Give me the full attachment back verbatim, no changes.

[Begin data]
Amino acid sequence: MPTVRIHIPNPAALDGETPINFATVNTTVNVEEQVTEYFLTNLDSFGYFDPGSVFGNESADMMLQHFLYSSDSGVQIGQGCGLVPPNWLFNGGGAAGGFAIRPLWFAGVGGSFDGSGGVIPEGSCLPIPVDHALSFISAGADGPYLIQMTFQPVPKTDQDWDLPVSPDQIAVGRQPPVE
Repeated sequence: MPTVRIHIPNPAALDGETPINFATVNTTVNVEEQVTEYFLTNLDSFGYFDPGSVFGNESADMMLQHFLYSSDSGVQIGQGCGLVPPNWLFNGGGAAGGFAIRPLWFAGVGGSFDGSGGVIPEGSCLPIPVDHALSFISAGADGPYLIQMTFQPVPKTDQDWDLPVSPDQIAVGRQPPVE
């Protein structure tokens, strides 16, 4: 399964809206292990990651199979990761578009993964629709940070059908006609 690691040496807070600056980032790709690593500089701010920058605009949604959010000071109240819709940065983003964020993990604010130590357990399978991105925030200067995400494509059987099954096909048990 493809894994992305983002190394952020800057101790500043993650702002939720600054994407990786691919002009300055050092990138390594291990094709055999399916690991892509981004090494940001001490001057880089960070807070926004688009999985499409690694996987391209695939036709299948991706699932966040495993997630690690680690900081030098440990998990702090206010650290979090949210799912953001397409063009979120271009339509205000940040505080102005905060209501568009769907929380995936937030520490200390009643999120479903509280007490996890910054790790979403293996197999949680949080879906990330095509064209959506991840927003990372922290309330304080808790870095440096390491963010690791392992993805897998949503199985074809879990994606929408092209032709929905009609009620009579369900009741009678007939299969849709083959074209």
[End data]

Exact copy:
Amino acid sequence: MPTVRIHIPNPAALDGETPINFATVNTTVNVEEQVTEYFLTNLDSFGYFDPGSVFGNESADMMLQHFLYSSDSGVQIGQGCGLVPPNWLFNGGGAAGGFAIRPLWFAGVGGSFDGSGGVIPEGSCLPIPVDHALSFISAGADGPYLIQMTFQPVPKTDQDWDLPVSPDQIAVGRQPPVE
Repeated sequence: MPTVRIHIPNPAALDGETPINFATVNTTVNVEEQVTEYFLTNLDSFGYFDPGSVFGNESADMMLQHFLYSSDSGVQIGQGCGLVPPNWLFNGGGAAGGFAIRPLWFAGVGGSFDGSGGVIPEGSCLPIPVDHALSFISAGADGPYLIQMTFQPVPKTDQDWDLPVSPDQIAVGRQPPVE
């Protein structure tokens, strides 16, 4: 399964809206292990990651199979990761578009993964629709940070059908006609 690691040496807070600056980032790709690593500089701010920058605009949604959010000071109240819709940065983003964020993990604010130590357990399978991105925030200067995400494509059987099954096909048990 493809894994992305983002190394952020800057101790500043993650702002939720600054994407990786691919002009300055050092990138390594291990094709055999399916690991892509981004090494940001001490001057880089960070807070926004688009999985499409690694996987391209695939036709299948991706699932966040495993997630690690680690900081030098440990998990702090206010650290979090949210799912953001397409063009979120271009339509205000940040505080102005905060209501568009769907929380995936937030520490200390009643999120479903509280007490996890910054790790979403293996197999949680949080879906990330095509064209959506991840927003990372922290309330304080808790870095440096390491963010690791392992993805897998949503199985074809879990994606929408092209032709929905009609009620009579369900009741009678007939299969849709083959074209």